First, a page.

Iran affirms support for UN efforts to solve food insecurity

May 20, 2022 - 18:26

TEHRAN - Majid Takht Ravanchi, the Ambassador and Permanent Representative of the Islamic Republic of Iran to the United Nations, has expressed support for the United Nations’ efforts to address problems affecting food security. 

The Iranian diplomat participated in the UN Security Council's open debate on conflict and food security. The session was held on Thursday. 

Takht Ravanchi, citing the Global Report on Food Crises for 2022, noted that acute food insecurity has increased significantly over the last six years.

He pointed out that conflict is still the leading cause of food insecurity for 139 million people in 24 countries who faced a crisis or worsening conditions in 2021.  Food insecurity, climate change, COVID-19 and the negative effects of conflicts all affect many countries including Iran, which has also been suffering from the United States sanctions for more than four decades.  

Hosting several million refugees has put a strain on the Iranian economy including food supply, he noted, calling for technical and financial assistance from the international community for refugees based there.

Turning to the food situation in the region, he highlighted that there are 22 million people in Afghanistan who are food insecure and in desperate need of assistance.

In early 2022, acute food insecurity in Yemen worsened, with an 8 percent increase in the number of people in need compared to early 2021, he said, according to a readout of the session put out by the UN.  

Takht Ravanchi stressed that the United Nations, the international community and international donors must fulfill their obligations and provide the necessary technical and financial assistance to foreign nationals residing in Iran.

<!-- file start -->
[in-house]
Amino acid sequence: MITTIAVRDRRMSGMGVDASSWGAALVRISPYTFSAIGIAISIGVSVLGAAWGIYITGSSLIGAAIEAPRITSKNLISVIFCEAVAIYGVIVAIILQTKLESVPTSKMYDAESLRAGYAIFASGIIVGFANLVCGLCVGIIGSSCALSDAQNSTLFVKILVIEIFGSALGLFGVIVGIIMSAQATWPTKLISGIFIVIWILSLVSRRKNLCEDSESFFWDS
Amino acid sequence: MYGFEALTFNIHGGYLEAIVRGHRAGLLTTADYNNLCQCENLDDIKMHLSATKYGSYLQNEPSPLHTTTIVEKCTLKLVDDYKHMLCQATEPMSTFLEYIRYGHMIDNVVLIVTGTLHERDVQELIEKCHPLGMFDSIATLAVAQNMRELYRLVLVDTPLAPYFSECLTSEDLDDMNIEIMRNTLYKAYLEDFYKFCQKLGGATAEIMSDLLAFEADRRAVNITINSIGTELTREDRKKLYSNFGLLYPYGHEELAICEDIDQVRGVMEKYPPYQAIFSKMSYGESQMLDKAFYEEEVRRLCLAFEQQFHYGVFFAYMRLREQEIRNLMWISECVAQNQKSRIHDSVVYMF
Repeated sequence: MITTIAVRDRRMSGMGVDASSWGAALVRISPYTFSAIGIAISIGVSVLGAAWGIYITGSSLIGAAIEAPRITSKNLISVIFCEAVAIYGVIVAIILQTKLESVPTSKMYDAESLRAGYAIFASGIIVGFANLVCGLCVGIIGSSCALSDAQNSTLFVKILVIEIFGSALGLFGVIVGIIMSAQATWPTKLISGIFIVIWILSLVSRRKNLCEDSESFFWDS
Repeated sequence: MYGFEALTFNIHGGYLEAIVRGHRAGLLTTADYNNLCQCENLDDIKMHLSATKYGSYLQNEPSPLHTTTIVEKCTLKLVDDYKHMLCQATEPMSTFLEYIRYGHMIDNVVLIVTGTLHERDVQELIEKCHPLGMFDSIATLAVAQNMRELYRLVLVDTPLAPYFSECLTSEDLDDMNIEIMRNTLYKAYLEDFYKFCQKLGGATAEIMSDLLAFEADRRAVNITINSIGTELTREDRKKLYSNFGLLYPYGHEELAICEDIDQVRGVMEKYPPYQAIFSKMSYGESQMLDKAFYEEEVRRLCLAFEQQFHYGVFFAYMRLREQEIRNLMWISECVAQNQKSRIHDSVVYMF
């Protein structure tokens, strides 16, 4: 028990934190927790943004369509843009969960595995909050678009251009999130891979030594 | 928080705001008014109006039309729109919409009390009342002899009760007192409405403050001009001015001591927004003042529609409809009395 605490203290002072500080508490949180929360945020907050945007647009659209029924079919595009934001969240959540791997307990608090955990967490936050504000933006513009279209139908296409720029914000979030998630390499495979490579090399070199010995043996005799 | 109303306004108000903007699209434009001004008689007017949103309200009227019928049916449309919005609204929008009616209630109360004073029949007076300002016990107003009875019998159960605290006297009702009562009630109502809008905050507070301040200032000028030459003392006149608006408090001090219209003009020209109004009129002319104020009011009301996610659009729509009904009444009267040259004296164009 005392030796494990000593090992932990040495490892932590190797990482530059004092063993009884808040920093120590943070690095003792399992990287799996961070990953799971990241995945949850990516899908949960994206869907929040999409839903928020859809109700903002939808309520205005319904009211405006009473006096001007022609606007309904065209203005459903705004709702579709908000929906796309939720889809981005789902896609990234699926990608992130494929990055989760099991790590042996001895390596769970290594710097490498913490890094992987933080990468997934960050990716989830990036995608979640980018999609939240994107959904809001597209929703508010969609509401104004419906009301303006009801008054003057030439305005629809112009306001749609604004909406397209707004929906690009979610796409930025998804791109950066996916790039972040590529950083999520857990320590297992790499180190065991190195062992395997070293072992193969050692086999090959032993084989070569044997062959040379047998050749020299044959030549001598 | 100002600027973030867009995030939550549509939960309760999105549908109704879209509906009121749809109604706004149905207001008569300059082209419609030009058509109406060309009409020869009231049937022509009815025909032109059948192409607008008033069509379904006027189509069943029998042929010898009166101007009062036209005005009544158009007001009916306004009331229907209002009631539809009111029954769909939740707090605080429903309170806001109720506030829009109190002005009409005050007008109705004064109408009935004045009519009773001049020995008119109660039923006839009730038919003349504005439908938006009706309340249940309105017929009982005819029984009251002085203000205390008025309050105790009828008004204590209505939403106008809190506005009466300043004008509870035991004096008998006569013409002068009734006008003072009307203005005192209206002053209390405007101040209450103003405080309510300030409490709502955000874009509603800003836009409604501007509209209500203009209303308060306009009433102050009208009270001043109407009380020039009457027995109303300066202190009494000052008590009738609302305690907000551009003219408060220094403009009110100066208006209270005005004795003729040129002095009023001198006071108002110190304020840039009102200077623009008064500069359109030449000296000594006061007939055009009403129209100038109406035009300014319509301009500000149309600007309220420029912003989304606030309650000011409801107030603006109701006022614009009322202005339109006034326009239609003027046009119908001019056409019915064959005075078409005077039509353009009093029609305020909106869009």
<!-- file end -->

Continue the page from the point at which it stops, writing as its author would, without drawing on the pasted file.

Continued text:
The diplomat considered that food insecurity and conflict are closely related, and that conflict is the main cause of food insecurity.

He added, “The imbalance in the provision of food, the displacement of people, the increasing pressures on natural and economic resources, and the decrease in the resilience of the affected population and the diet, are all long-term effects of the conflicts.”

Referring to the Global Food Crisis Report for 2022, the Iranian ambassador said, “The level of global famine continues to rise at an alarming rate, and acute food insecurity has increased dramatically over the past six years.”

He referred to global statistics that indicated that by 2021, nearly 193 million people in 53 countries were acutely food insecure and needed immediate assistance. This includes nearly 40 million people in 36 countries who were in a state of emergency or worse.

“According to the same reports, conflicts are still the main cause of food insecurity for 139 million people in 24 countries who faced crisis or deterioration in conditions in 2021, and these figures show the deteriorating humanitarian situation around the world.”

The Iranian ambassador to the United Nations added, “The whole world suffers from food shortages, but there is no doubt that Africa suffers greatly from food insecurity.”

Referring to the situations in countries experiencing food crisis, including Afghanistan, Yemen, Syria and Palestine, Takht Ravanchi said, “In Afghanistan, 22 million people suffer from food insecurity and are in dire need of assistance.”